By Dawn M. Aerts
Like many people moving into their ‘golden years’ I have to wonder if my next ‘canine’ adoption will be different from our past family decisions.
We have long shared a fascination with the Bichon Frise. They are the quirky, curious and dependent type known to spend hours on your lap, in your bed, and on your pillow if allowed. Our past experience with a Bichon and a King Charles Cavalier Spaniel ‘mix’ was endearing.
Our next family pet was a unique mix of cute-as-can-be Shih Tzu with the Welsh Corgi known for their intelligent behaviors. And while many of my friends have a passion for the Golden Retriever, a dog willing to jump for joy at a moment’s notice, a sound chocolate Lab or Border Collie is likewise great fun with a boisterous attitude.
That said, dogs generally provide a better quality of life. But in 10 to 15 years, will I be up to the demands of a certain breed or behavior type? Or will a quiet little Spaniel be the one I’m best suited to? Since I live near Kanarraville, I can always walk out my back door and engage a ‘bored’ Retriever in a game of fetch on an open pasture.
But I won’t always be able to lift a 70 pound Tibetan Mastiff when they decide to wander into the neighbor’s yard.
In other words, smaller, healthy dogs sometimes make good sense as we approach retirement age. And you might say ‘size does matter’ when choosing a companion for the golden years. Likewise, the issues of energy level and health history come into play. If you choose to adopt a small dog hoping he’ll be easier to entertain than a large one, chances are you’re not familiar with a bouncing Jack Russell.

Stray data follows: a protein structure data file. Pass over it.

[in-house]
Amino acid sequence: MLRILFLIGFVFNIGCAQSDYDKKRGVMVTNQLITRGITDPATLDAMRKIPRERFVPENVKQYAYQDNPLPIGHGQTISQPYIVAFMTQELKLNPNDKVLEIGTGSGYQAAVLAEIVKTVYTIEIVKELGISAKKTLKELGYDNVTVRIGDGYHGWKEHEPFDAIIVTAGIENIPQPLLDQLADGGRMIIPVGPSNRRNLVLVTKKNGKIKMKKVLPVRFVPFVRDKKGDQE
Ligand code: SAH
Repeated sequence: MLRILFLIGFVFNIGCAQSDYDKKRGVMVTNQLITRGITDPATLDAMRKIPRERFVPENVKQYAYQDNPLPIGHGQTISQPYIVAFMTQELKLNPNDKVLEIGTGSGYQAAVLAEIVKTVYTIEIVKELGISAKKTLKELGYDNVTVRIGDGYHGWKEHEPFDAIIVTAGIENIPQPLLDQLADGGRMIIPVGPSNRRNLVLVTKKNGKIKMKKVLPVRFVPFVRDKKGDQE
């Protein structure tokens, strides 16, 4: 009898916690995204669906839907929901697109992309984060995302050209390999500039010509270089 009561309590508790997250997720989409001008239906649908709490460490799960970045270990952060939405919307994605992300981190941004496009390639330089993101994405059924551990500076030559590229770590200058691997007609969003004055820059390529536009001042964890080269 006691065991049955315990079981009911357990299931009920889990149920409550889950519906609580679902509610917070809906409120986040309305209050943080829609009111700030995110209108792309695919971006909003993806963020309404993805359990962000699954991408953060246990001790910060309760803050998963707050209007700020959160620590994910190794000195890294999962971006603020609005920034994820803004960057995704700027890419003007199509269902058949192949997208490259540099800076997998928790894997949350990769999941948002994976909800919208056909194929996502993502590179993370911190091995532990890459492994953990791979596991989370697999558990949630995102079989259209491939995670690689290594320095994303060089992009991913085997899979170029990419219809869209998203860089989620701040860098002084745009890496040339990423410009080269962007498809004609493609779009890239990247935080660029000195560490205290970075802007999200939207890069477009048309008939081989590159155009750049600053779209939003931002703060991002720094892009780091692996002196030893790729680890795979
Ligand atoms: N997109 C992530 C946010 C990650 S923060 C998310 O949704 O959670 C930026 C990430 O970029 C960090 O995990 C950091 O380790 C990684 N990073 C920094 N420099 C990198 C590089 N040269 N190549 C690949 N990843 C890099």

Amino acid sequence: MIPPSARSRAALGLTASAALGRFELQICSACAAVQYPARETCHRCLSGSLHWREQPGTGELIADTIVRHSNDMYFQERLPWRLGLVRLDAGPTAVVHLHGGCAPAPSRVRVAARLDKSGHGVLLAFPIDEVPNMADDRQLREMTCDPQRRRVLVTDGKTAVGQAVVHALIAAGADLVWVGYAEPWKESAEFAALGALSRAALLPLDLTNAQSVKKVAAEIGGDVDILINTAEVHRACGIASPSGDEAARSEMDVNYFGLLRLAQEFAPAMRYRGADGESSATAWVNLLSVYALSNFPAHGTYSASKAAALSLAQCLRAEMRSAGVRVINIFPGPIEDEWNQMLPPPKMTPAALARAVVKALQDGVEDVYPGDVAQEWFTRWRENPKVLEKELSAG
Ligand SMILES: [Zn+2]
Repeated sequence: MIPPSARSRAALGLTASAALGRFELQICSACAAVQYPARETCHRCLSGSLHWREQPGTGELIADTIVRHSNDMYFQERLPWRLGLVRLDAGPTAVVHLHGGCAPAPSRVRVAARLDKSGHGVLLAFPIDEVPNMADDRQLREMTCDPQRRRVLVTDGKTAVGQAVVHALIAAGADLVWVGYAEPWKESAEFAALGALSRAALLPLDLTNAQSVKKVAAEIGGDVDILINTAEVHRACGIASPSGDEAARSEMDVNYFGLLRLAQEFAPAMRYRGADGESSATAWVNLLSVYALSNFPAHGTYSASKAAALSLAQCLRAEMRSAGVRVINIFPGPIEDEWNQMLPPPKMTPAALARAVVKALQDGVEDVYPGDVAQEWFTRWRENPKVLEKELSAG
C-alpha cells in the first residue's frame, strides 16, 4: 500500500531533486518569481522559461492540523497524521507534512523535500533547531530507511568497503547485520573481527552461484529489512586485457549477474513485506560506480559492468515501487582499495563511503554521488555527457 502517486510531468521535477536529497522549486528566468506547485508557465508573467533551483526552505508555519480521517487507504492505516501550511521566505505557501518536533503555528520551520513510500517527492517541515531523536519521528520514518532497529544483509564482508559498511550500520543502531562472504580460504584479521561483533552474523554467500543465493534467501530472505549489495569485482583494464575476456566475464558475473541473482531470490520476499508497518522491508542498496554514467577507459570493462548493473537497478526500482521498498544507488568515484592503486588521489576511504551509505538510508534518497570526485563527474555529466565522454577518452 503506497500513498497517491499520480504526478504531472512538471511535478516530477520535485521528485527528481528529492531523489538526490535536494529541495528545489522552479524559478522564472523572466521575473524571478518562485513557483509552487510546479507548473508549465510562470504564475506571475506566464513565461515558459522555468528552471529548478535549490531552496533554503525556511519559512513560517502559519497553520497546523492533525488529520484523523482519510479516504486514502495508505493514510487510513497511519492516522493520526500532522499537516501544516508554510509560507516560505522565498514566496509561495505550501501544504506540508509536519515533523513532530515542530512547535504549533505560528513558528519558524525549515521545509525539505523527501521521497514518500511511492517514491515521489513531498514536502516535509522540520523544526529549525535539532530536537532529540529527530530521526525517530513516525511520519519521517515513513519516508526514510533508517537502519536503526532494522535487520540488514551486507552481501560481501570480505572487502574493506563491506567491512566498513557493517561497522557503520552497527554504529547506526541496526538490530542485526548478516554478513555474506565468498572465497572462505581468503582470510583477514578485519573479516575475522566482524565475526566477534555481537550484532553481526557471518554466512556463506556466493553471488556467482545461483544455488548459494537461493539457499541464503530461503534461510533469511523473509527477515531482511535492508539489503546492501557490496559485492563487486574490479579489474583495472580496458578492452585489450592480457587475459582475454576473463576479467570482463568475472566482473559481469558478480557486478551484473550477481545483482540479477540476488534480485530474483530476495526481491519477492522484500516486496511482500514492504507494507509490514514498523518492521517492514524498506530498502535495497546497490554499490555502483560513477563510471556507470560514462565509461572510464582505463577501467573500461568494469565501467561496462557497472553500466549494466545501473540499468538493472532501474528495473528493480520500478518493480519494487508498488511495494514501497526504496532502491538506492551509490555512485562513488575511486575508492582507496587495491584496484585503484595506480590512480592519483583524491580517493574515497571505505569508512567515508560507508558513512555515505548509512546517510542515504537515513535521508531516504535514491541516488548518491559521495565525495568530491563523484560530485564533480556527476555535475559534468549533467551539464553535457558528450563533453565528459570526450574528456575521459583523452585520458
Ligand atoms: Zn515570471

Meanwhile, retirees on a fixed income are wise to consider health history. Most vets will tell you, that a sound dog — is an affordable dog. That said, one of the hardest parts of aging is deciding to give up a pet due to health or physical issues. The upside for dog and cat owners, is that studies show that pets can lower blood pressure, cholesterol, and stress levels, and they can even lift our moods.
For that reason alone, I’ll be a dog and cat owner for a long time to come.
That said, it’s clear that seniors should consider adopting an older dog or cat as a companion animal. The adult dog is more likely to have a recorded health history, a calmer temperament, and you can avoid the costs and time required to raise a puppy. Likewise, a local dog shelter is often the best place to find and adopt a mixed breed, adult dog.
In the end, if you want to improve your own physical health, you’ll find that those ‘dog walks’ can translate into healthier joints and flexibility for You and adopting the right pet is a good bet for any senior’s quality-of-life.
In support of the Cedar City, Enoch City and Iron County Animal Shelters. If you would like to provide a forever home to a special dog or cat call for an adoption visit at 435-586-8791 or 435-586-2960.